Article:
How to Play “Let It Be” by The Beatles

Jordan Leibel  /  Pop/Rock  /  UPDATED May 5, 2023

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If you’re just starting to learn how to play piano, choose “Let It Be” as a song to start with.

The Beatles are masters at writing awesome songs with simple yet effective piano parts. “Let It Be” is one of the most well-known Beatles tunes and it uses one of the most popular chord progressions in all of music history!


So, by learning “Let It Be,” you’re also learning the key ingredients that make up countless other songs. It’s an excellent song to get you familiar with playing piano, and it’ll take you farther.

In this tutorial, we’ll look at these key moments of the iconic track:

  1. Main Chords
  2. Chorus
  3. Chorus Riff
  4. How to Practice “Let It Be”
Black and white image of Paul, George, and John performing.
The Beatles have become icons thanks to simple yet proven songwriting methods. (Source: Omroepvereniging VARA, CC BY-SA 3.0 NL, via Wikimedia Commons)

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The Main Chords

This song was written in the key of C major, making it an ideal beginner song. There are no black keys that you have to worry about. The verse chords are:

C – G – Am – F

C – G – F – C

That’s it! You can either look at these chords as they’re written above, or see them as numerical values.

If “numerical value” sounds confusing, don’t worry. It’s as easy as counting up each tone in the major scale. C would be I (the first note of the C major scale), and G would be V (the fifth note of the C major scale.

So you can look at these chords like this:

I – V – vi – IV

The advantage of using numbers is that you aren’t locked into a specific key.

So, if you want to play “Let It Be” in D major, all you have to do is substitute in the I chord of D major (D-F#-A) in place of the C major I chord.

🔥🎹 HOT TIP! You can learn more about the numerical chording system by checking out our free lesson on Roman numeral notation, also known as the Nashville Numbering System. It sounds boring, but it can be incredibly useful for transposition.

The Chorus

The chorus for this song takes those same chords and changes the order slightly.  The chorus progression is:

Am – G – F – C

C – G – F – C

Or, in numerical form:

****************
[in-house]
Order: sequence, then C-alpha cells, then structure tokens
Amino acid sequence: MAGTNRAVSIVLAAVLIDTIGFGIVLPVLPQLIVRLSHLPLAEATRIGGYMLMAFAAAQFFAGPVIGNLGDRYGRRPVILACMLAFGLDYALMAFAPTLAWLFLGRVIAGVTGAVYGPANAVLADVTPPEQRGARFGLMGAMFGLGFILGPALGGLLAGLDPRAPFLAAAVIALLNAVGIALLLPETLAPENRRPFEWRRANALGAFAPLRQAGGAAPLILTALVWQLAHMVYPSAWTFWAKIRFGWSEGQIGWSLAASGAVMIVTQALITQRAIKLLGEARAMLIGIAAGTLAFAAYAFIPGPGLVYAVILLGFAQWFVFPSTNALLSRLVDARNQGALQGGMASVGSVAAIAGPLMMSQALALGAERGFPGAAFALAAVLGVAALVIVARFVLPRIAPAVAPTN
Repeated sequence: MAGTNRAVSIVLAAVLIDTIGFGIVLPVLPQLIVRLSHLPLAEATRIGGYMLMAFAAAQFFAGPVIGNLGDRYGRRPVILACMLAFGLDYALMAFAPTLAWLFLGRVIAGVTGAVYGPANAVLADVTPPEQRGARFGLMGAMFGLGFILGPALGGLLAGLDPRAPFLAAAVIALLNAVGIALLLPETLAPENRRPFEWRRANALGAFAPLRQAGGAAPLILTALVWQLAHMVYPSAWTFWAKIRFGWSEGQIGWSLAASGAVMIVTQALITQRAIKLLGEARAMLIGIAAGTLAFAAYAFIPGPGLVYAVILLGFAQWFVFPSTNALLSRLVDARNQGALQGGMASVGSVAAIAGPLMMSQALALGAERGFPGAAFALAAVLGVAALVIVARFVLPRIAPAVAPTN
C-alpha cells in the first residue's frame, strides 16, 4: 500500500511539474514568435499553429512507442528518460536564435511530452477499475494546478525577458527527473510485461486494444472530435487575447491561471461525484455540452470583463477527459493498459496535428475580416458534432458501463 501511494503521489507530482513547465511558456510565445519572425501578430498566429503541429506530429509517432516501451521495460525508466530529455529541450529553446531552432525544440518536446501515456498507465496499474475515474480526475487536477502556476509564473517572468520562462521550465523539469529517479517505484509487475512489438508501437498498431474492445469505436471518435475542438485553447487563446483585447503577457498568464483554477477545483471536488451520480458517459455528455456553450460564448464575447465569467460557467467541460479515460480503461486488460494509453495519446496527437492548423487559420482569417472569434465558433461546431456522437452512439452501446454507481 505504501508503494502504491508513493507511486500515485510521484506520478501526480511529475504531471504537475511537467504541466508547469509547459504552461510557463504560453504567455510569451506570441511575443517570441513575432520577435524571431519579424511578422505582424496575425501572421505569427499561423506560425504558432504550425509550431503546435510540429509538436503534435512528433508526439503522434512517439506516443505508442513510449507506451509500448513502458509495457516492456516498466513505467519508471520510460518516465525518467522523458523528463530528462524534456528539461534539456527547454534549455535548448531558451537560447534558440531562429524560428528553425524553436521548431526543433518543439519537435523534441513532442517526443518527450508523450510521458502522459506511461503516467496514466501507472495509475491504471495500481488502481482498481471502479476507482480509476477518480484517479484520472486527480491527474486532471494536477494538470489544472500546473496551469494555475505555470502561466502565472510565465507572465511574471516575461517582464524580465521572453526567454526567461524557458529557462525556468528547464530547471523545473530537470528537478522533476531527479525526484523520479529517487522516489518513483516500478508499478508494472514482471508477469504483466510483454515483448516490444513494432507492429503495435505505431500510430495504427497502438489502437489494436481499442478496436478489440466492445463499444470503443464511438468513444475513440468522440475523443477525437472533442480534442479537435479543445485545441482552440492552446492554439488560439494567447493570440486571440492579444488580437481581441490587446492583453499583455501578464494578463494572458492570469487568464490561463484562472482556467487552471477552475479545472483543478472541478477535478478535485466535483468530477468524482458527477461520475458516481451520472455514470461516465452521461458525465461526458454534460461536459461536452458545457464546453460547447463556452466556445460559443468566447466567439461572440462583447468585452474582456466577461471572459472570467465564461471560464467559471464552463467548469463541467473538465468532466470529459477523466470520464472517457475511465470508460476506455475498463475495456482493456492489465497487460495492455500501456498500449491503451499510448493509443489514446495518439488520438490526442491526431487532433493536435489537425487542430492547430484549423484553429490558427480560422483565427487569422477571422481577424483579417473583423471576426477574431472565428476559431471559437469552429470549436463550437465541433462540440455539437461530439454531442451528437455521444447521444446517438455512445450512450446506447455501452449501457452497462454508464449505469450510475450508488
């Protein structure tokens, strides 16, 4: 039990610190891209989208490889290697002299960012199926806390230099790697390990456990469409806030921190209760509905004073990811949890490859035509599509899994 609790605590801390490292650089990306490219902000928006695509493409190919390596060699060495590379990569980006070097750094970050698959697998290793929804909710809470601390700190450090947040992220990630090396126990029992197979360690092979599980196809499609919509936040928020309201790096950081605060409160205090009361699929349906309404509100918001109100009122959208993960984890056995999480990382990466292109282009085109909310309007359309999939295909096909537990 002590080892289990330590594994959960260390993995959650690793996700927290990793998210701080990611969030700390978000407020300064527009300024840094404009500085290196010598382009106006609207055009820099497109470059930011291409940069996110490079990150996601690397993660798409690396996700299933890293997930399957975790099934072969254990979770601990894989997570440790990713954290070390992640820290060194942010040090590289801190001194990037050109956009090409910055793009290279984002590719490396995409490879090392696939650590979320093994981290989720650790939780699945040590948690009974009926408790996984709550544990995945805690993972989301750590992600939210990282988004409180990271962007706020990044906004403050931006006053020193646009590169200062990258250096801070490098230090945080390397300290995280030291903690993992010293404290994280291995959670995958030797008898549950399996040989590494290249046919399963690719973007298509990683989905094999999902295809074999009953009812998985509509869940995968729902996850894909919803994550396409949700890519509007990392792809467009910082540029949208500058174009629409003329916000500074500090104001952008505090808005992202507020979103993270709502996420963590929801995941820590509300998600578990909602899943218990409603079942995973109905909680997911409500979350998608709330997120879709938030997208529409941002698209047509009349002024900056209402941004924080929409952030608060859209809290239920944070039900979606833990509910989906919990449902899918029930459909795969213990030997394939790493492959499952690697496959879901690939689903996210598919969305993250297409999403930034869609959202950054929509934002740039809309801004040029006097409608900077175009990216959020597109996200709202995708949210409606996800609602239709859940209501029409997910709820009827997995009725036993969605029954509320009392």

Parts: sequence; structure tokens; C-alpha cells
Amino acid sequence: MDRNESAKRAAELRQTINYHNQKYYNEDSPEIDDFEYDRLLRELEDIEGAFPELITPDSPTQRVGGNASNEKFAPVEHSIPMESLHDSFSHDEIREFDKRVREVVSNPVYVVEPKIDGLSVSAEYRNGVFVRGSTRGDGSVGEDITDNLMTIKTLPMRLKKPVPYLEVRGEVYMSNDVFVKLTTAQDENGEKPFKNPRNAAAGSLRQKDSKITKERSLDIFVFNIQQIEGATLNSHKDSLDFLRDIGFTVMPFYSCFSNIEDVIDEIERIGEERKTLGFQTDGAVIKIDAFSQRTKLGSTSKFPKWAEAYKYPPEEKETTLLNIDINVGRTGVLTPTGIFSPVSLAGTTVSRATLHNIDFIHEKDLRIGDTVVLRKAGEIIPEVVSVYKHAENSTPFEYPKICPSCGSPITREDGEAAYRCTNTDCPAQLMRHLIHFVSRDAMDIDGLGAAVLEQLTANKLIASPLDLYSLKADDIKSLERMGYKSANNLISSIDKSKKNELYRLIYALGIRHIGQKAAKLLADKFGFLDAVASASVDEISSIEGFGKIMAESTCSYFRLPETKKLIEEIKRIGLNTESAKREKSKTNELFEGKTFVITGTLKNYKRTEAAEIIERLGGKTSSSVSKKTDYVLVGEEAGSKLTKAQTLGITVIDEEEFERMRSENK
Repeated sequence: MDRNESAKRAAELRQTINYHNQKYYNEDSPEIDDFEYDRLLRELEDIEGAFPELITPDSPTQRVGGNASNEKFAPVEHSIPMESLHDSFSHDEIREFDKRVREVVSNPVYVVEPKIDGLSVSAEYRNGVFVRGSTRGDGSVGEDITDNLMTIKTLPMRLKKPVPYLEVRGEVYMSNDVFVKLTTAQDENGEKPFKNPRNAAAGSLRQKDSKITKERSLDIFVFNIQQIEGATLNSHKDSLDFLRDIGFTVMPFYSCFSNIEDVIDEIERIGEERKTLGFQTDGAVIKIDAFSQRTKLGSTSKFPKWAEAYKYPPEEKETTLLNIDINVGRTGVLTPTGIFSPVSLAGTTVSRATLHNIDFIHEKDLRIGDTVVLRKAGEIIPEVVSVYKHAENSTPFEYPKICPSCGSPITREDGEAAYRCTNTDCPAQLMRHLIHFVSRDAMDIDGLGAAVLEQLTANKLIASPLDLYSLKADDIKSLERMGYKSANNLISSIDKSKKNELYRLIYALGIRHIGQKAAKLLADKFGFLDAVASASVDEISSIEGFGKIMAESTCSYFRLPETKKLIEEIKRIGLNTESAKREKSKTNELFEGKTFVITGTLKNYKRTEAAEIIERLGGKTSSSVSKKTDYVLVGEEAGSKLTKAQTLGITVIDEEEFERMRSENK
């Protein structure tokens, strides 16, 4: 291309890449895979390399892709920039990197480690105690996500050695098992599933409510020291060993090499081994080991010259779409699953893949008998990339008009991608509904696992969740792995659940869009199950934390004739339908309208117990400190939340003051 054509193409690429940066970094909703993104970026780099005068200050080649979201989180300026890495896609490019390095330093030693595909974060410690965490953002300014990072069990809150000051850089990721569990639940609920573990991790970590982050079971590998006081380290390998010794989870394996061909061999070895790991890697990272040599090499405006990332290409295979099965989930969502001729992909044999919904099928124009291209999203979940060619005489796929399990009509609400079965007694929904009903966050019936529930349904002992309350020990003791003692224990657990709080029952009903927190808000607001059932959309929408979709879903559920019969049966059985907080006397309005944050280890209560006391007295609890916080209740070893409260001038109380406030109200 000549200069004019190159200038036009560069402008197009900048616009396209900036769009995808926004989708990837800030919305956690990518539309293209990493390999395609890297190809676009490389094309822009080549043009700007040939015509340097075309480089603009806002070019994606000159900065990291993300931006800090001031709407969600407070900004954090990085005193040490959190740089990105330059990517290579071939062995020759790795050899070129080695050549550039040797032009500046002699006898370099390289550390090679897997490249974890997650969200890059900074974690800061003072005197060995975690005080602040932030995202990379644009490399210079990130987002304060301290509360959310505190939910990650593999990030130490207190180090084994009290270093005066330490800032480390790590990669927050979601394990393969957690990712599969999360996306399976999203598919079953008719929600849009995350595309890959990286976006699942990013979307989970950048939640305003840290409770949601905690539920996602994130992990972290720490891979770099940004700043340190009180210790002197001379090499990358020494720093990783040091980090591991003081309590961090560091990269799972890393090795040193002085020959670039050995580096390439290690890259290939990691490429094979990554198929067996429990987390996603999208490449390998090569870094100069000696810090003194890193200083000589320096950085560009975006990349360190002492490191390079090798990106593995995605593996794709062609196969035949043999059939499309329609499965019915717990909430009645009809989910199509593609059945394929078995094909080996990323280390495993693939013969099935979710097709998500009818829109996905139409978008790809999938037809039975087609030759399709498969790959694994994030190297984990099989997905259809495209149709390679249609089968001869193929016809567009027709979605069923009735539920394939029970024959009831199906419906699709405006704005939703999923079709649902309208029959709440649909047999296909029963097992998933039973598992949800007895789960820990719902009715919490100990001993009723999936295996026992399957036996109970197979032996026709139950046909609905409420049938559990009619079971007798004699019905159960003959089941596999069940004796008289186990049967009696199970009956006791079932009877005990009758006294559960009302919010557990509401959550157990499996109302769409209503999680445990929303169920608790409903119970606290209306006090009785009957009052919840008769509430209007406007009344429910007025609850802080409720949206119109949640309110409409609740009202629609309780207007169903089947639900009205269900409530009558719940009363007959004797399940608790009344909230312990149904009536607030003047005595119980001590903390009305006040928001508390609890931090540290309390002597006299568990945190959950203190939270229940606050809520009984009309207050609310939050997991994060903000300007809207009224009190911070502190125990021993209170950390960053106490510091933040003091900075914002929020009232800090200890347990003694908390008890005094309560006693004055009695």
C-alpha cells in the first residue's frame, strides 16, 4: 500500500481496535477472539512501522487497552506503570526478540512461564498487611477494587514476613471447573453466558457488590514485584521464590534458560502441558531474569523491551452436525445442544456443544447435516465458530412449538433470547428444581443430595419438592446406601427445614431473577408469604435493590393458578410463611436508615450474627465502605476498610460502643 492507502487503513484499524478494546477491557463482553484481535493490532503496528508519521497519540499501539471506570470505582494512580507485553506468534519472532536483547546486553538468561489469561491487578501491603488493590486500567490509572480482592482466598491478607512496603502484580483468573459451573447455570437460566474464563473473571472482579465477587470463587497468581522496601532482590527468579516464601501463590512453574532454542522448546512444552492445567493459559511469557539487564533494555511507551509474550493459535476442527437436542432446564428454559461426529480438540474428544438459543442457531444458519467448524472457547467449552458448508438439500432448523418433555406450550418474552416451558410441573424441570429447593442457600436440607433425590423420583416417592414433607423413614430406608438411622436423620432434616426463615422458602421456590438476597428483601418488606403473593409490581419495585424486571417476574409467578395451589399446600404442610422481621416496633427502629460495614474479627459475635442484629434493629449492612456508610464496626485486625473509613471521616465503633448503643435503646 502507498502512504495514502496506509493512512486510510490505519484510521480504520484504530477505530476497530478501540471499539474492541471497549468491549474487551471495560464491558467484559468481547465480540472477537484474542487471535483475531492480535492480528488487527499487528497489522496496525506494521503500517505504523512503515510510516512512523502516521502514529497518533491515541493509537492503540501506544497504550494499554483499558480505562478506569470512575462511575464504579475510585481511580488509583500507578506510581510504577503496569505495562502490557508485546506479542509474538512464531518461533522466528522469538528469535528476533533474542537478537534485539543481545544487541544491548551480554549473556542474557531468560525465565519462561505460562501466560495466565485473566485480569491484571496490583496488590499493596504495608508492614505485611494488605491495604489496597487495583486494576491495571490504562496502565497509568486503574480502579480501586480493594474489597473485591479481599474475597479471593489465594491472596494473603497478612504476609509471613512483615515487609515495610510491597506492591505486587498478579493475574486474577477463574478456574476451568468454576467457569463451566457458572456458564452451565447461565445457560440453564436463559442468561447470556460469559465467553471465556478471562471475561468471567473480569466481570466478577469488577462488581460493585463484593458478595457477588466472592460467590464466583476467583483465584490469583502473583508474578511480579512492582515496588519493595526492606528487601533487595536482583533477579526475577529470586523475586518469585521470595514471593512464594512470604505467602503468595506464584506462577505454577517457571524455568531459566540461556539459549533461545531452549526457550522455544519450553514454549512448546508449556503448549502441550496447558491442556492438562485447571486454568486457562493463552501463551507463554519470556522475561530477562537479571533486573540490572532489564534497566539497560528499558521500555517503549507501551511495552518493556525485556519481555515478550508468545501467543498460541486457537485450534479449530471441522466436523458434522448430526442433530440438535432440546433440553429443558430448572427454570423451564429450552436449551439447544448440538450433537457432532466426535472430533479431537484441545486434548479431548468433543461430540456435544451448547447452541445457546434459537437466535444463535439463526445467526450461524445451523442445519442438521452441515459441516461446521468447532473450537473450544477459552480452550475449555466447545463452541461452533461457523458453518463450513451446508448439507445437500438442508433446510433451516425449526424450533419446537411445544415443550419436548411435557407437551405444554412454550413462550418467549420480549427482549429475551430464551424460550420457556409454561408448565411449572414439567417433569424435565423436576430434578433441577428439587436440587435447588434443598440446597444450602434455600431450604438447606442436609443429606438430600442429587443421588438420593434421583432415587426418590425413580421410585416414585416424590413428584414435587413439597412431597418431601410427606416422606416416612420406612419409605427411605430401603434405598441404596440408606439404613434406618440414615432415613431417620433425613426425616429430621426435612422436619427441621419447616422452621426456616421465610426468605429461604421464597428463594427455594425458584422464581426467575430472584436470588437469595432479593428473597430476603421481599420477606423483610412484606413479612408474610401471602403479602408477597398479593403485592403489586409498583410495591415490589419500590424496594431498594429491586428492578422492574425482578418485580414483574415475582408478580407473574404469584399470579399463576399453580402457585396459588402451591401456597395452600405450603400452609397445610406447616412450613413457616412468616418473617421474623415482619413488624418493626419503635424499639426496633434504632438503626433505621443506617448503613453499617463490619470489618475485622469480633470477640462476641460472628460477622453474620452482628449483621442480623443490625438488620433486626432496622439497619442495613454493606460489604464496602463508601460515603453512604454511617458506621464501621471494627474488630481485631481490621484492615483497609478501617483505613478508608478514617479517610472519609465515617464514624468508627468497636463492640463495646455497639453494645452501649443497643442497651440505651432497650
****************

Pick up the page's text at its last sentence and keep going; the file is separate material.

vi – V – IV – I

I – V – IV – I

Rhythmically, the chorus is locked down by a consistent quarter-note pulse. This means: get your metronome out and practice at a few tempos to get comfortable!

While you’re at it, why not experiment with other inversions of these chords? The chord progressions in this song are so popular, you might just discover some new tunes hidden within them!

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That Final Chorus Riff

The final moments of ‘Let It Be’ conclude with a big descending motion, with triumphant organs and bombastic chords.

John, Paul, George, and Ringo waving on the airport tarmac with a crowd behind them.
The Beatles changed music history when they landed at Kennedy Airport from the UK. Beatlemania had arrived! (Source: United Press International, photographer unknown via Wikimedia Commons)

It’s a pretty huge sounding moment, but it’s a lot simpler than it might sound on first listen.

Have you been keeping up with your chord inversion exercises? They’ll come in handy for a part like this. Here are the chords:

F – C – F – C – G – F – C – F – C

What makes this section really sing are those chord inversions. Notice how as the keyboard pattern descends, it plays the same chords but in lower inversions.

So, even though there are only three chords in this section, the motions created by the chord inversions give the progression melodic movement.

Practicing “Let It Be” on the Piano

Practice ‘Let It Be’ in its default key.

Then, rework it into another key if you want to further develop your keyboard knowledge. This is called transposition.

Try F or G major first because they only have one flat and one sharp, respectively. Then, try D major (two sharps) or A major (3 sharps) if you really want to build awareness of the black keys.

This timeless song uses timeless chord progressions, so any way you choose to attack it will benefit your abilities as a musician. Don’t forget to keep your ears open as you practice! With a chord progression like this, you never know what you’ll end up hearing!

Want to learn more songs by The Beatles? Check out our “Hey Jude” piano tutorial!

Jordan Leibel is passionate about songwriting, improvisation, and helping you become a creative musician! He’s worked as a composer for film, commercial, and theatre projects as well as a session musician and producer for recording work.

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